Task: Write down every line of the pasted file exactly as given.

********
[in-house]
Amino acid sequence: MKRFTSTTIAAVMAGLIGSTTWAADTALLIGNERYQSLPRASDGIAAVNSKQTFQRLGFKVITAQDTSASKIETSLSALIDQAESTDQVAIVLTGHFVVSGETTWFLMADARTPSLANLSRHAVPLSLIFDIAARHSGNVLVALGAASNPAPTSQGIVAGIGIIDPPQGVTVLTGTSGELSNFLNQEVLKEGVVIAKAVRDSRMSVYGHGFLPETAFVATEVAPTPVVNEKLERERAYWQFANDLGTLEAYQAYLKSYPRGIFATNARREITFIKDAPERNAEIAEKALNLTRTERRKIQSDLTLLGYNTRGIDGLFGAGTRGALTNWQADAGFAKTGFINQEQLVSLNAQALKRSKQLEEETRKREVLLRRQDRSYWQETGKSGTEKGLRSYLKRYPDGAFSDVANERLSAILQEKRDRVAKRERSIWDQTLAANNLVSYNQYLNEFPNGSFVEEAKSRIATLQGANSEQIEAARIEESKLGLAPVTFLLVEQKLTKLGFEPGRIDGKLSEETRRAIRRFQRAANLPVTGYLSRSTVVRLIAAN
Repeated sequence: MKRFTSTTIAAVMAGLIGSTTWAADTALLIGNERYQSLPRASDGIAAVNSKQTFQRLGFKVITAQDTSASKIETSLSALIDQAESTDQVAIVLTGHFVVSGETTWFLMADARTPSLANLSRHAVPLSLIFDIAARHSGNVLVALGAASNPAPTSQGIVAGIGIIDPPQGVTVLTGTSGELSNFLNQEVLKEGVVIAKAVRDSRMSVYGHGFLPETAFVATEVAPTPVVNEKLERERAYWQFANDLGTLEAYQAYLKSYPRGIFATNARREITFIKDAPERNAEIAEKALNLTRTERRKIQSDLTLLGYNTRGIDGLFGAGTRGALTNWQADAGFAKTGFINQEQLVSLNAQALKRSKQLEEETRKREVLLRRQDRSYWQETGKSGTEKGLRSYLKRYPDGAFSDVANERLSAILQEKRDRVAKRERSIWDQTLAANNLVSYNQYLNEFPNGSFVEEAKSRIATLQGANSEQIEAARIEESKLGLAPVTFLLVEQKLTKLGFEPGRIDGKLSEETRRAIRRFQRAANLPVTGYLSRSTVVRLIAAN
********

[in-house]
Amino acid sequence: MKRFTSTTIAAVMAGLIGSTTWAADTALLIGNERYQSLPRASDGIAAVNSKQTFQRLGFKVITAQDTSASKIETSLSALIDQAESTDQVAIVLTGHFVVSGETTWFLMADARTPSLANLSRHAVPLSLIFDIAARHSGNVLVALGAASNPAPTSQGIVAGIGIIDPPQGVTVLTGTSGELSNFLNQEVLKEGVVIAKAVRDSRMSVYGHGFLPETAFVATEVAPTPVVNEKLERERAYWQFANDLGTLEAYQAYLKSYPRGIFATNARREITFIKDAPERNAEIAEKALNLTRTERRKIQSDLTLLGYNTRGIDGLFGAGTRGALTNWQADAGFAKTGFINQEQLVSLNAQALKRSKQLEEETRKREVLLRRQDRSYWQETGKSGTEKGLRSYLKRYPDGAFSDVANERLSAILQEKRDRVAKRERSIWDQTLAANNLVSYNQYLNEFPNGSFVEEAKSRIATLQGANSEQIEAARIEESKLGLAPVTFLLVEQKLTKLGFEPGRIDGKLSEETRRAIRRFQRAANLPVTGYLSRSTVVRLIAAN
Repeated sequence: MKRFTSTTIAAVMAGLIGSTTWAADTALLIGNERYQSLPRASDGIAAVNSKQTFQRLGFKVITAQDTSASKIETSLSALIDQAESTDQVAIVLTGHFVVSGETTWFLMADARTPSLANLSRHAVPLSLIFDIAARHSGNVLVALGAASNPAPTSQGIVAGIGIIDPPQGVTVLTGTSGELSNFLNQEVLKEGVVIAKAVRDSRMSVYGHGFLPETAFVATEVAPTPVVNEKLERERAYWQFANDLGTLEAYQAYLKSYPRGIFATNARREITFIKDAPERNAEIAEKALNLTRTERRKIQSDLTLLGYNTRGIDGLFGAGTRGALTNWQADAGFAKTGFINQEQLVSLNAQALKRSKQLEEETRKREVLLRRQDRSYWQETGKSGTEKGLRSYLKRYPDGAFSDVANERLSAILQEKRDRVAKRERSIWDQTLAANNLVSYNQYLNEFPNGSFVEEAKSRIATLQGANSEQIEAARIEESKLGLAPVTFLLVEQKLTKLGFEPGRIDGKLSEETRRAIRRFQRAANLPVTGYLSRSTVVRLIAAN